house, would shake his head sadly and say, “We didn’t give them what
they wanted. The people come when you give them what they want.”
He was a man of few words, a paradox as
a highly successful promoter. He shunned fanfare. His office was as
unpretentious as a janitor’s closet in a low rent apartment.
Crockett had the size of two pro tackles welded together, but he was
impeccably neat in his dress. Dark blue was his favorite color.
A call to Jim Crockett usually resulted
in Jim Crockett answering the telephone. He ran a million dollar
business off the top of his head and without a secretary. Wrestling
tonight, Victor Borge tomorrow, followed by the Harlem
Crockett died this week at 64. He was a
Wrestling and the Big Bands
It began in the early 1930s when Jim
was seeking a business and Charlotte was hoping to find that rarest
of individuals, an honest wrestling promoter. Crockett came into the
city with very little money, a clean-cut Virginia face and a pledge
to offer a fair count and an honest billboard.
So he became THE promoter. It wasn’t a
business like IBM, but it rallied its weekly faithful and each year
it grew. The names were changed, but the faces were the same. The
good and the bad and the ugly. The bad and the ugly often drew
better than the good. They still talk about Cowboy Luttrell as the
king of the rat pack.
Jim Crockett got his footing and once
his head was above water, he tried a bit of everything. He began
dealing in the big band business and his dance nights filled the old
Armory. He was on first-name terms with the Dorsey brothers, Stan
Kenton, Ben Bernie and the ageless Mr. Lombardo.
Satchmo Armstrong called him Big Jim.
Jack Dempsey wrapped an arm around his thick shoulders. Joe Louis
referred to him as “a great man”. Ray Charles gave Crockett some
headaches and full houses.
No Fat Cat Looks
Jim had a friend in Gene Autry, the
western star, and James Brown, the singer. He often booked shows he
knew were bad business to do a friend a favor – realizing he might
be on the hook sometime. He would sit off-stage and monitor a
performance. It was his personal thrill.
Crockett drove comfortable automobiles,
but he would pale at the sight of a Cadillac salesman. He’d explain,
“It’s a great car, but I don’t want my customers to see me driving
to the show looking like a fat cat. Not when they’re having problems
digging up $1.50 for a balcony seat.”
He lived in the same home for 25 years
until his children were grown and he could relax a bit. He then
built a handsome residence. He occasionally took trips, but his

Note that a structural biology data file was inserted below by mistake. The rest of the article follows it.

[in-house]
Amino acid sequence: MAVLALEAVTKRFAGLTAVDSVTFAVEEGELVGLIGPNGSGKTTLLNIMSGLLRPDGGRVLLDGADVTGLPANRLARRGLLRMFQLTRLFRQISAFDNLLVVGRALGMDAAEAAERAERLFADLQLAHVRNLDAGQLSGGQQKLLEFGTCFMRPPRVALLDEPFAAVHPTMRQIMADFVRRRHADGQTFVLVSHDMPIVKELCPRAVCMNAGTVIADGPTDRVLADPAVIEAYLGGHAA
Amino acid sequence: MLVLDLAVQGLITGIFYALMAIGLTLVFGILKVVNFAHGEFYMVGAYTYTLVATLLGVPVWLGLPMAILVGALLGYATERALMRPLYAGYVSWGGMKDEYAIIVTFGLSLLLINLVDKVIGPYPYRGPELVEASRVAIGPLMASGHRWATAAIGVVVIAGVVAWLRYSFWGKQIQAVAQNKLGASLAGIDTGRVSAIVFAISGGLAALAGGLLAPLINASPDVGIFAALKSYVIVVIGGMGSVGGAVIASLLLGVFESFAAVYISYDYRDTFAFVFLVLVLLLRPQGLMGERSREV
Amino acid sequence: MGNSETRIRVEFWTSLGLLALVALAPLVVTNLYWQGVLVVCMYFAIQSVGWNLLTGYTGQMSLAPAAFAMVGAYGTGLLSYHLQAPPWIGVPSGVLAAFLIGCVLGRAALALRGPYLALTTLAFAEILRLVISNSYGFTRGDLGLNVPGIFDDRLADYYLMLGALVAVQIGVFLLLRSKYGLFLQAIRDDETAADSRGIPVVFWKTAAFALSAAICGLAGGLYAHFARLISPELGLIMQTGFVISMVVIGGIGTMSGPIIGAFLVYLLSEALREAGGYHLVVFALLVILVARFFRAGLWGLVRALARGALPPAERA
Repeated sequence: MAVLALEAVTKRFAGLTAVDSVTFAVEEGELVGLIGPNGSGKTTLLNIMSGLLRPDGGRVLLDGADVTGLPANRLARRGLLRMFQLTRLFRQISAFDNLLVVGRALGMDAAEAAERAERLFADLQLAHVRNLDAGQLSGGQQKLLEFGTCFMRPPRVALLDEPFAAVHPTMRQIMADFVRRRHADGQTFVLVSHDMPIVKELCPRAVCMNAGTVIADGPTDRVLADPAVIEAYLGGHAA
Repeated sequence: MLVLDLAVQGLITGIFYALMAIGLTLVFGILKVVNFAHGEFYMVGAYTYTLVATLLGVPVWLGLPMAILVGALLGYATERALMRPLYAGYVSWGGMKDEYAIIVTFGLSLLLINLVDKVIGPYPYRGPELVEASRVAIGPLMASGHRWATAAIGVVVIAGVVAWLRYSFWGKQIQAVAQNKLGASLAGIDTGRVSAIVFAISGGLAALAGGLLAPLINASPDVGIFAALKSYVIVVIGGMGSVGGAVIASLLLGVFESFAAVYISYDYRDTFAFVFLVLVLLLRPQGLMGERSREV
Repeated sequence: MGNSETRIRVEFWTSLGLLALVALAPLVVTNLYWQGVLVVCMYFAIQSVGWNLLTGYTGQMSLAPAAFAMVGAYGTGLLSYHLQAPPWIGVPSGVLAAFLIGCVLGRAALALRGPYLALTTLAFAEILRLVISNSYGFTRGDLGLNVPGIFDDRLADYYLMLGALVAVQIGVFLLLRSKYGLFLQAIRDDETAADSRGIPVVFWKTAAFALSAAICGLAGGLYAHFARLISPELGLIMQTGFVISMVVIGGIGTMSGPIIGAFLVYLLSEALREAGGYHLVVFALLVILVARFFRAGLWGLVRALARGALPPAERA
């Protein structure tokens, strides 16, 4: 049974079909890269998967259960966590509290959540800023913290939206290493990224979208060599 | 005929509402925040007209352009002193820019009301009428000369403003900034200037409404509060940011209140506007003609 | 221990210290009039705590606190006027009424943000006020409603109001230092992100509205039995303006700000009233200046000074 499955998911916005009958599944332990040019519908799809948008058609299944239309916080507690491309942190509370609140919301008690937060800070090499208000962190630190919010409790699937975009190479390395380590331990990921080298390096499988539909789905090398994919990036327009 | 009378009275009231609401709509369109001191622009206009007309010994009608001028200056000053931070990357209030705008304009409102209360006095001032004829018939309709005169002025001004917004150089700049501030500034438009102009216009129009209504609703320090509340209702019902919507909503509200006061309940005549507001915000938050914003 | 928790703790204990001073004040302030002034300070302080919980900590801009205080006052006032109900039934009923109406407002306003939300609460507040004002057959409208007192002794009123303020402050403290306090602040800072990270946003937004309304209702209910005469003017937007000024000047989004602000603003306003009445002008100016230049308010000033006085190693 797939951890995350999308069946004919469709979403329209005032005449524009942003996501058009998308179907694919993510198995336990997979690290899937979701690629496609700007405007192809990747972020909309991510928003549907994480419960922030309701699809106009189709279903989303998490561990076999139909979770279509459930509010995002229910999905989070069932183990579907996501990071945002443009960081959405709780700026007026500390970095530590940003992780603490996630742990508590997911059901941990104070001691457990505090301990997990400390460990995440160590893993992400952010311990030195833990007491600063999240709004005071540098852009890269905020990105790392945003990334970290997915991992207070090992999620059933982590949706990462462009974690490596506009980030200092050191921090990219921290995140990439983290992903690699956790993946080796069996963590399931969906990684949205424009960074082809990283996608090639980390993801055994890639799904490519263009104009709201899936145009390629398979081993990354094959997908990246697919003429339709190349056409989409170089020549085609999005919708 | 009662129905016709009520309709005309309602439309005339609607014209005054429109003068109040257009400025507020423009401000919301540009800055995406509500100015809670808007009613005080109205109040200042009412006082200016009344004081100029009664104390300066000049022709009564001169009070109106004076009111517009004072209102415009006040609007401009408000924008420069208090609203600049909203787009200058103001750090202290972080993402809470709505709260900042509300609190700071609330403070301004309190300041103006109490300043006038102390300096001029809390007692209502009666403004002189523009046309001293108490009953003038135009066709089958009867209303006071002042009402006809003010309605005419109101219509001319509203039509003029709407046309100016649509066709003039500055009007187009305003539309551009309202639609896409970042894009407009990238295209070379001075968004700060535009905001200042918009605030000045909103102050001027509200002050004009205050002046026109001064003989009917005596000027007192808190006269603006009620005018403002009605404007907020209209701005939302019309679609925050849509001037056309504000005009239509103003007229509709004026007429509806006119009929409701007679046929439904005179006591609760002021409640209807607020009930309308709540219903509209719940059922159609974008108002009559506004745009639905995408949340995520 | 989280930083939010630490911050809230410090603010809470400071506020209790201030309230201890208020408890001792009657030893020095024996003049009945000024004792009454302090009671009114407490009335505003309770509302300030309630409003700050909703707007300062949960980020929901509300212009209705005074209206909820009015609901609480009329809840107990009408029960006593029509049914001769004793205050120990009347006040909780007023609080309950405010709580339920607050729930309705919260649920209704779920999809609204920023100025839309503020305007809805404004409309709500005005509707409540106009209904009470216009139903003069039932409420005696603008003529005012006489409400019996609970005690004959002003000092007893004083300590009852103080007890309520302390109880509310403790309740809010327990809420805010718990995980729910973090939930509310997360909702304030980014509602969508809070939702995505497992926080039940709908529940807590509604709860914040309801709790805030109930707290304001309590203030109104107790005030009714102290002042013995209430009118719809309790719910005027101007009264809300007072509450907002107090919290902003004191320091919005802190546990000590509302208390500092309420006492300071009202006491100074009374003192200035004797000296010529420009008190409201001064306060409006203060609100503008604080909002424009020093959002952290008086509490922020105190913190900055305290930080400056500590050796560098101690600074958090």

vacation time was the only slim thing about him. In recent years, he
had visited Europe and Japan. Jim’s real joy was his wife and his
He was a big man, but few people called
him fat. Maybe he weighed 350 or 400 pounds at one time. He wouldn’t
have been Jim Crockett had he worn a Ray Bolger body. He once went
on a strict diet, losing 100 pounds and the mirror still wasn’t
flattering. Jim said to hell with starvation after that ordeal.
Honesty and Hard Work
Some years ago, he was convinced that
televised wrestling would stimulate business. He began screening his
gladiators weekly and the ratings zoomed at the station. So did his
live box office.
A Crockett diary would fill a bookcase
on show business dates. He presented ice shows and boxing bouts and
fishing tournaments and the roller derby. He offered a bear that
wrestled and a boxing kangaroo. It was the Crockett touch that
brought “My Fair Lady” to Ovens Auditorium as an artistic success.
“I’ve never seen a better dressed or
more appreciative audience,” Jim told Paul Buck. “I’ve never made
less money for the work. Shows price themselves out of business. So
do many of the name stars.”
The Crockett empire grew on hard
business facts, an ear to the public pulse, and a baker’s honesty.
Said Jim: “If you promise them Andy Williams for two hours, make
sure Andy’s out there early and see that he doesn’t leave for 122
Jim hadn’t been feeling well. Last
Friday morning, he found it difficult to breathe. Mrs. Crockett got
him to the hospital and his sizable family couldn’t hide its
concern. In the emergency room, he called to John Ringley, his
son-in-law, and whispered, “Look after them.”
Jim Crockett had seen too many curtains
fall not to recognize his own.
DEATH ENDS AN INSTITUTION
Susan Jetton, Observer Staff Writer
Jim Crockett, the man who brought
wrestling, “My Fair Lady”, the Lone Ranger and Lassie to Charlotte,
died early Sunday morning in a local hospital. He was 64.
“It is a great loss. He is an
institution. It’s like taking away Trade and Tryon,” said close
friend and business associate Paul Buck, the Coliseum manager.